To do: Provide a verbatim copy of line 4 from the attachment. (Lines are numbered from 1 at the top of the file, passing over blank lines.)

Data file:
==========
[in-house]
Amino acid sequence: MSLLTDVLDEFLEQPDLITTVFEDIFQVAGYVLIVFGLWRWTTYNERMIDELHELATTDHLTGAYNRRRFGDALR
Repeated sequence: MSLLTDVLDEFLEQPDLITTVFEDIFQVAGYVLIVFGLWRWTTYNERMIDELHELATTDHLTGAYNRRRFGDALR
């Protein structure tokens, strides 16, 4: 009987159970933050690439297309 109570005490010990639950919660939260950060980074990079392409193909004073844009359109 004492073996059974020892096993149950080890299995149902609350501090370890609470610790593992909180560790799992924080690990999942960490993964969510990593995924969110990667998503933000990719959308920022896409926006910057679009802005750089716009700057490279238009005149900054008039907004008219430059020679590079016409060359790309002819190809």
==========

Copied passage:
């Protein structure tokens, strides 16, 4: 009987159970933050690439297309 109570005490010990639950919660939260950060980074990079392409193909004073844009359109 004492073996059974020892096993149950080890299995149902609350501090370890609470610790593992909180560790799992924080690990999942960490993964969510990593995924969110990667998503933000990719959308920022896409926006910057679009802005750089716009700057490279238009005149900054008039907004008219430059020679590079016409060359790309002819190809």